BACK

Expert Q&A

When does it pay for consultants to accept credit cards?

Summary

If you have a consulting business, customers may want to pay with credit cards. Providing that convenience isn’t free, but it could be worthwhile

The editorial content below is based solely on the objective assessment of our writers and is not driven by advertising dollars. However, we may receive compensation when you click on links to products from our partners. Learn more about our advertising policy.

The content on this page is accurate as of the posting date; however, some of the offers mentioned may have expired. Please see the bank’s website for the most current version of card offers; and please review our list of best credit cards, or use our CardMatch™ tool to find cards matched to your needs.

Question for the CreditCards.com expertDear Your Business Credit,
I run a one-person consulting firm. Some of my clients have asked if I accept credit cards. What do you think — should I? — Catherine

 

Answer for the CreditCards.com expertDear Catherine,
This is a great question. I’m coming across more consultants who are considering the same question these days, with the economy recovering and opportunities for winning new customers improving in some industries.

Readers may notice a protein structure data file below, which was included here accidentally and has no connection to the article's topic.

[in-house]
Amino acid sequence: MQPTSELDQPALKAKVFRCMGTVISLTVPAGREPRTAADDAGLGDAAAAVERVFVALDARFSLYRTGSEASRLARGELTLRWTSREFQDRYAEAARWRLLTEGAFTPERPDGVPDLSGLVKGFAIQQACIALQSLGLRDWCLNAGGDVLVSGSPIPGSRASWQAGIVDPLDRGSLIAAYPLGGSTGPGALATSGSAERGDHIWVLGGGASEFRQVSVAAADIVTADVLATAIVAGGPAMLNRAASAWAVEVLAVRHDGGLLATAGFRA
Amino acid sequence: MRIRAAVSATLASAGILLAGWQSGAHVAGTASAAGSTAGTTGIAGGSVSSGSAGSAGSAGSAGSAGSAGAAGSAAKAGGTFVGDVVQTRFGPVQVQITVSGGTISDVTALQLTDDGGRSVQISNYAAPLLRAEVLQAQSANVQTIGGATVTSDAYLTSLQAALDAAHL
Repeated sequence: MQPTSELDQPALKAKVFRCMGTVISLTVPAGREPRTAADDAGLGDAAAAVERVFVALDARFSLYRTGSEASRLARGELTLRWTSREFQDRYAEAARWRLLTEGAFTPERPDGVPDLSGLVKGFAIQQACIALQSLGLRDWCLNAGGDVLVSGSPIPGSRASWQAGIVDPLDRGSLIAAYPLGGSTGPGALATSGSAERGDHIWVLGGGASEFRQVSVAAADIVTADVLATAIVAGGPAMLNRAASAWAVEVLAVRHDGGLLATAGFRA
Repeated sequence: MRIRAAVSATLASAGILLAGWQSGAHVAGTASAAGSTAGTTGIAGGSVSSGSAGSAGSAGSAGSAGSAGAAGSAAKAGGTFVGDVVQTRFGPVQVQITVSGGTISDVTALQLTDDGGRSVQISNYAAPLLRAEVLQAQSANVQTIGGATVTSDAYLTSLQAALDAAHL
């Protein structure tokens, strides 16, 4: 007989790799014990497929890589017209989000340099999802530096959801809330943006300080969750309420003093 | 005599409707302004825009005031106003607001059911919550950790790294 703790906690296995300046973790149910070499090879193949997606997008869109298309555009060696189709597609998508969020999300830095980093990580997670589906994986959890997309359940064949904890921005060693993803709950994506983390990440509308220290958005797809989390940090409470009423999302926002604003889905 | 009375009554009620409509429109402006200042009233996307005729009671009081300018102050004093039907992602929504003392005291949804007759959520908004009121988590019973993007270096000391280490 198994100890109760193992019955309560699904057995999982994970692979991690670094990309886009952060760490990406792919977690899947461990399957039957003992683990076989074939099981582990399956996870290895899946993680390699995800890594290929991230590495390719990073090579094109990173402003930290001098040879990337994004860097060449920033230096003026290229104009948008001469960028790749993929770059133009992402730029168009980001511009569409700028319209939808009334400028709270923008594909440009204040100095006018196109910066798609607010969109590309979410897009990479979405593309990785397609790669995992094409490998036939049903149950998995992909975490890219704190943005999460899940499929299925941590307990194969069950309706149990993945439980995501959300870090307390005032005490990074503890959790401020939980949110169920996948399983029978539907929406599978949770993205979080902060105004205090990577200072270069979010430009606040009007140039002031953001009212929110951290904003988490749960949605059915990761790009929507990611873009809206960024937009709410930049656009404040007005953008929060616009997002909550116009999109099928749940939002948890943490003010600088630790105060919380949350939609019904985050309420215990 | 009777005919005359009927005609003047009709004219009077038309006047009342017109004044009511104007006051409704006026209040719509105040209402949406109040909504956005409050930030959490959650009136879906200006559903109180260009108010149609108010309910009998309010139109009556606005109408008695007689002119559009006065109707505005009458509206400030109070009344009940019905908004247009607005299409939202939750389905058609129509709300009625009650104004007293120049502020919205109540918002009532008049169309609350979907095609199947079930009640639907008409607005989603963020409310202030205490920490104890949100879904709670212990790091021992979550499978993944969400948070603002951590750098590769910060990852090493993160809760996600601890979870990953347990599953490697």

One good reason to accept credit cards is that it’s a convenience for clients who prefer to pay this way, says Mark Faust, principal of Echelon Management, a growth consultancy in Cincinnati, Ohio. Faust, who wrote the book “Growth or Bust!,” says some consulting clients will prefer to pay with plastic because it’s easier to keep records or because they want to rack up rewards points. “If nothing else, it allows them to track and manage their expenses in a way that is passive compared to the active work of balancing a checkbook,” he says. “They only have to write one check at the end of the month, when they pay their bill.”

In fact, not accepting credit cards may prevent you from working with clients who might benefit from your services but can’t afford to pay in full right now, he adds. Say you’re a consultant who advises companies on overcoming cash flow problems or a career coach who teaches out-of-work job seekers how to market themselves to employers. These folks may need your services, but may not consider retaining you if they can’t find a way to finance the work. You might say to them, “For your convenience, you can put this on a credit card and string out the payments as long as you need,” Faust suggests.

Accepting credit cards can also help you avoid chasing down late payments. The economy is healing, but many businesses and individuals are still experiencing cash flow problems in the aftermath of the recession. It’s no fun pursuing them if a check has bounced or they simply have not responded to your invoices on time.

Even if you have not had a collections problem yet, chances are that you will at some point. The Cortera Past Due Index, which tracks late payments in business-to-business transactions, found that in February 2013, 17.8 percent of payments by businesses to other businesses were past due. In service firms, 18.2 percent of these receivables were late.